Two sacred monsters for a fascinating and threatened forest: Sebastião Salgado's photos, set to sound by Jean-Michel Jarre, celebrate the Amazon and sound the alarm about its future in a joint exhibition at the Philharmonie de Paris.
The famous Brazilian photographer is several decades younger (he is 77), his shoulders are straighter and his voice carries far when he denounces the management of the Amazon by Jair Bolsonaro, President of Brazil.
"The government of Mr. Bolsonaro tells lie after lie," Sebastião Salgado told AFP just before his joint press conference with Jean-Michel Jarre. "He gives the impression that he is solving the problems, but he is telling lies to continue destroying. The destruction of the Amazon is going at an incredible speed.
Jair Bolsonaro pledged in late April to eliminate illegal deforestation in Brazil by 2030. But "after he made this declaration at the big meetings (on climate) organised by US President Joe Biden, this is the month in which the greatest destruction of the Amazon forest took place", enrages Sebastião Salgado, in an excellent French.
Between August 2019 and July 2020, deforestation in the Amazon, the world's largest rainforest, increased by 9.5% compared to the previous 12 months, with a deforested area equivalent to that of Jamaica, and forest fires have also reached extremely worrying levels.
"My great hope is that together we can stop the destruction of the Amazon biome (ecosystem), that we can protect it, that we can protect its Indian communities. We need them, not just to keep them there, we need them for the whole planet", continues the photographer, wearing a Gavroche-style cap.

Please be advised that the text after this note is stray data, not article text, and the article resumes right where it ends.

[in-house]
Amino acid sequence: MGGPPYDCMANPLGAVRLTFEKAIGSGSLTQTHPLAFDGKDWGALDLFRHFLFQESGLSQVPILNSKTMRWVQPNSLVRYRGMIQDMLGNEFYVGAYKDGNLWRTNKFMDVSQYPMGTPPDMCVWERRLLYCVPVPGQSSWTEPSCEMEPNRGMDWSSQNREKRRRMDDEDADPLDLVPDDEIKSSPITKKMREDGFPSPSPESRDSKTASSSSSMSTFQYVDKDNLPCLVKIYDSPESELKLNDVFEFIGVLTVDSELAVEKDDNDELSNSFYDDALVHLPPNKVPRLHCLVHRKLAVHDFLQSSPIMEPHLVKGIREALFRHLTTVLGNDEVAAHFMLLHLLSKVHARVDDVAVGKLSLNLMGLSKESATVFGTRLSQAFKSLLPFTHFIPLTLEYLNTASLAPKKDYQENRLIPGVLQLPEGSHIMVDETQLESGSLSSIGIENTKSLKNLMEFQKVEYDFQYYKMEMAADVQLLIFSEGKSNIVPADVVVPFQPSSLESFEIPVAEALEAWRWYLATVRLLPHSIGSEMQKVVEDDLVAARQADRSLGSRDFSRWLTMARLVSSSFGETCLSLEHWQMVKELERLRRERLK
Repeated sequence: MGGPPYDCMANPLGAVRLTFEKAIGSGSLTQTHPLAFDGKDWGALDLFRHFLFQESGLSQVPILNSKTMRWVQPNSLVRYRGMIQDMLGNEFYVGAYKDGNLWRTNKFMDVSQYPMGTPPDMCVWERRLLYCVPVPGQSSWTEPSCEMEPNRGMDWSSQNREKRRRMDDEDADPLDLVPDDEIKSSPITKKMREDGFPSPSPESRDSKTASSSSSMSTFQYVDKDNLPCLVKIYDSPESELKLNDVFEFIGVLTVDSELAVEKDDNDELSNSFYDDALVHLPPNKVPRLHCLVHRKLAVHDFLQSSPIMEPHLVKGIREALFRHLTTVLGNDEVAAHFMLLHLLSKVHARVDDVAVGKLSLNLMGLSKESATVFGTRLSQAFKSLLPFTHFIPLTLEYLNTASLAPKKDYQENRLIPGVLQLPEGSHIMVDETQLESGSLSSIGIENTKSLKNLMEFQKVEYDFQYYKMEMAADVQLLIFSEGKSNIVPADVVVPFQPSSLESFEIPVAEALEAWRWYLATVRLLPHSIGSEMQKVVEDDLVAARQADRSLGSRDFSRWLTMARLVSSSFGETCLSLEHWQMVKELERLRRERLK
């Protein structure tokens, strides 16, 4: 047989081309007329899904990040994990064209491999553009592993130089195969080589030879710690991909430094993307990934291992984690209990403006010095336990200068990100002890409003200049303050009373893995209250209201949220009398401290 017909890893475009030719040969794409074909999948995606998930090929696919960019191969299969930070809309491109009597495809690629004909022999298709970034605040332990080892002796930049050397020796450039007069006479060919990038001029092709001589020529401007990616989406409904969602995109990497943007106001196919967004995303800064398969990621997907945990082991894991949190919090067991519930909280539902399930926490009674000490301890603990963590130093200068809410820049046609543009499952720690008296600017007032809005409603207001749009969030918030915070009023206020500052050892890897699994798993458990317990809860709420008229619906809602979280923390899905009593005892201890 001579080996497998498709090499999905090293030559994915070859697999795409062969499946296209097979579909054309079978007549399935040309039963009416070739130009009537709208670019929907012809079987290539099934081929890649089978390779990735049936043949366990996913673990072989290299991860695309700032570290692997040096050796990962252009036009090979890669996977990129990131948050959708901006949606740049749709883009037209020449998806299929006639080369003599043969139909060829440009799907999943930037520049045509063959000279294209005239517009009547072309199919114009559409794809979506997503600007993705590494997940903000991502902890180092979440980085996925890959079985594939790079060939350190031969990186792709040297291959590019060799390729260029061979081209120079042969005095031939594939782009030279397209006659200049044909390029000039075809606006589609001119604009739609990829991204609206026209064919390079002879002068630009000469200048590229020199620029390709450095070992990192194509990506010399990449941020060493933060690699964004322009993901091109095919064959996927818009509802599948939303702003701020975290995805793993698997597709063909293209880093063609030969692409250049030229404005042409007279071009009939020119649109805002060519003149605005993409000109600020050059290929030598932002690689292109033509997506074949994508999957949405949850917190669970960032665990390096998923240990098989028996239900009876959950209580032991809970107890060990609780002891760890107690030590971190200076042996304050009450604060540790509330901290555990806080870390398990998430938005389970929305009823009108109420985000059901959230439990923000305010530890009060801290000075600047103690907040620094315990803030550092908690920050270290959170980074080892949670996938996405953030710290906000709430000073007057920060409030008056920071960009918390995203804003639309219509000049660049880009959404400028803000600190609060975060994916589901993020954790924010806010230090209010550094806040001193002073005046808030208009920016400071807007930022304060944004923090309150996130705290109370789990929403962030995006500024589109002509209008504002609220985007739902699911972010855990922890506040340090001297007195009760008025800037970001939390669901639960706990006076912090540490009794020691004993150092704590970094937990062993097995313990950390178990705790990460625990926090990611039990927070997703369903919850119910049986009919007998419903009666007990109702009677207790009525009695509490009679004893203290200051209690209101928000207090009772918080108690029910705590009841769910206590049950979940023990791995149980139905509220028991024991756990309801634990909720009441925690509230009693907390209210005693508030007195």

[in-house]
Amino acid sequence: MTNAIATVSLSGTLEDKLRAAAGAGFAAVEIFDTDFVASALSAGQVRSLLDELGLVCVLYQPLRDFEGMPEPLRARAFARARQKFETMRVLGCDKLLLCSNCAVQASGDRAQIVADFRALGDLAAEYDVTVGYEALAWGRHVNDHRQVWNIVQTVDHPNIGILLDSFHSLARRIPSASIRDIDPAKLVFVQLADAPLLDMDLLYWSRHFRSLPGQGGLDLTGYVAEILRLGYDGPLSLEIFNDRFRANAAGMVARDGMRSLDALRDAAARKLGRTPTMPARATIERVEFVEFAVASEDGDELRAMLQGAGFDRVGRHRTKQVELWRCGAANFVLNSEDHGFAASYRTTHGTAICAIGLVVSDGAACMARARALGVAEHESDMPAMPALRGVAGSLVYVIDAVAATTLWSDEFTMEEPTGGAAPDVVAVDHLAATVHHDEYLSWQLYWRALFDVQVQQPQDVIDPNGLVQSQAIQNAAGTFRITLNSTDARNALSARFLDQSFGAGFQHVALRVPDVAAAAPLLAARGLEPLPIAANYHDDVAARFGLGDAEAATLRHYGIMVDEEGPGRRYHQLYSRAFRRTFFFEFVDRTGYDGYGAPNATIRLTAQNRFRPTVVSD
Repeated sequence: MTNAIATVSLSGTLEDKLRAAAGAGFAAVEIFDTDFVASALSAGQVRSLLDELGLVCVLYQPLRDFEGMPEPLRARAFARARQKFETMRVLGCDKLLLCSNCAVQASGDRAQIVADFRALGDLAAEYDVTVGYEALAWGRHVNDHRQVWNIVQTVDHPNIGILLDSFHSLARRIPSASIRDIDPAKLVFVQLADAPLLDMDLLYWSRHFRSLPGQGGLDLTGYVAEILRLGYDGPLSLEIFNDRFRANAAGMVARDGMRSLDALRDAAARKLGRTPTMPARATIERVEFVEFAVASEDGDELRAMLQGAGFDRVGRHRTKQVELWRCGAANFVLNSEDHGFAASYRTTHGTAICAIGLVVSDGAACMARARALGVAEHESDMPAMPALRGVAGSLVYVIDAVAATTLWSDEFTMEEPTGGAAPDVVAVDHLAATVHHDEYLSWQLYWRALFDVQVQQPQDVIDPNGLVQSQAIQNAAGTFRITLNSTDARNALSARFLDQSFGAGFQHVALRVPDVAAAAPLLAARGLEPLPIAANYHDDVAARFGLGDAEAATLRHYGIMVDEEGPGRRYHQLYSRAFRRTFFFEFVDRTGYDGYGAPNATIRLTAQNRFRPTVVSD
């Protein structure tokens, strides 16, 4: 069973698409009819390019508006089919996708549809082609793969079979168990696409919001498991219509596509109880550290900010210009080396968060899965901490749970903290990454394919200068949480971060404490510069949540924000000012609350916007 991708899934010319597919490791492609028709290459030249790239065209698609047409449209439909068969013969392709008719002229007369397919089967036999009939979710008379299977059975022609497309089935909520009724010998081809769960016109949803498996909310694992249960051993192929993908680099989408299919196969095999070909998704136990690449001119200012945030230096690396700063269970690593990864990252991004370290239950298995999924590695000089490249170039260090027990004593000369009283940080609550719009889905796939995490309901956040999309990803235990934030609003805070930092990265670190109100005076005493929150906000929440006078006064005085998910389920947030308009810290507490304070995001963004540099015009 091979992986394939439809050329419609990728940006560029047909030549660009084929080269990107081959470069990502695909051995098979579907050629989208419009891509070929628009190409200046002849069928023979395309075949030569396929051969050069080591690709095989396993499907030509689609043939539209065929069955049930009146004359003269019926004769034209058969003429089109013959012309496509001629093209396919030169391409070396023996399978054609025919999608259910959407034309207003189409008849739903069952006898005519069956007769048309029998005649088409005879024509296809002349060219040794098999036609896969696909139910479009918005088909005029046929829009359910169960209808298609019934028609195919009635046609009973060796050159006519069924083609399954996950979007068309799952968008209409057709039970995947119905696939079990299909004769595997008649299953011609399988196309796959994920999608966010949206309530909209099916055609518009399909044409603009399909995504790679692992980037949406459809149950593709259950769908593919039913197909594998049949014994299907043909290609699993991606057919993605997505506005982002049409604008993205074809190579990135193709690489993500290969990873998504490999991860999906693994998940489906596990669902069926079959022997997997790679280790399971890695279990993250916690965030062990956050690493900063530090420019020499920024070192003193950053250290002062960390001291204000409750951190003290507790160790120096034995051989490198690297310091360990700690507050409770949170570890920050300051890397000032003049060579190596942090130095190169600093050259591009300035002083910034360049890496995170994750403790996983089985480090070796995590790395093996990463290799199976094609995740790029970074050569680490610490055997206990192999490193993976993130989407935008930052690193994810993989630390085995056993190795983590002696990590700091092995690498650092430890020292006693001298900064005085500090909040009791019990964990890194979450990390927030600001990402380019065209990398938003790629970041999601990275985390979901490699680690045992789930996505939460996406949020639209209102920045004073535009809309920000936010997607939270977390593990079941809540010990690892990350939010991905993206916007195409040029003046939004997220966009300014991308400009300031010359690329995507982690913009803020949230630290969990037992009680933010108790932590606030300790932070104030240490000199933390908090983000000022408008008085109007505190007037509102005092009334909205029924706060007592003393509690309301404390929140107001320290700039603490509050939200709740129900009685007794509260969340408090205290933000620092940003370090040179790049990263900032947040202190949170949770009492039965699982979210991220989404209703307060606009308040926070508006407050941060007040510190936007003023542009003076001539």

His 200 incomparable black and white photos magnify the Amazon, its mountains, its rivers and its inhabitants. These pictures are the result of seven years spent travelling in the Amazon, a journey that allowed this world-famous eye to meet a dozen Indian communities.
- Global harmony" -
The other asset of the "Amazônia" exhibition - which is on show in Paris (until 31 October) before stops in Brazil (São Paulo, Rio), Rome and London - is its soundtrack, an original creation by Jean-Michel Jarre.
It was an interesting challenge because it was unusual," the international electro star told AFP before his press conference with the photographer. In fact, there were a lot of pitfalls in relation to a work like this, firstly not falling into the music of atmosphere, not falling into world music or into something too ethnic".
Jean-Michel Jarre succeeds in this challenge by directing the sound elements -- storms, rain, murmurs, songs, wind, the beating of wings, the crackling of a fire, etc. -- in the manner of a director.
"All the sounds in a forest are totally independent sounds, i.e. the singing bird is totally unaware of the people passing between the trees, the rain falling on the stone and so on. And yet, to the human ear, they form a global harmony," he continues. The author of "Oxygène" also draws up an inventory of this lung of the planet (the album is available on Sony).
Jean-Michel Jarre thus restores the majesty of the Amazon, but his music is also permeated by a dull anguish. Sebastião Salgado's cry of alarm has "unconsciously" influenced the composer's work, as he admits: "When I finished, I realised that in the end we had a rather dark soundtrack, even if there are moments of clarity.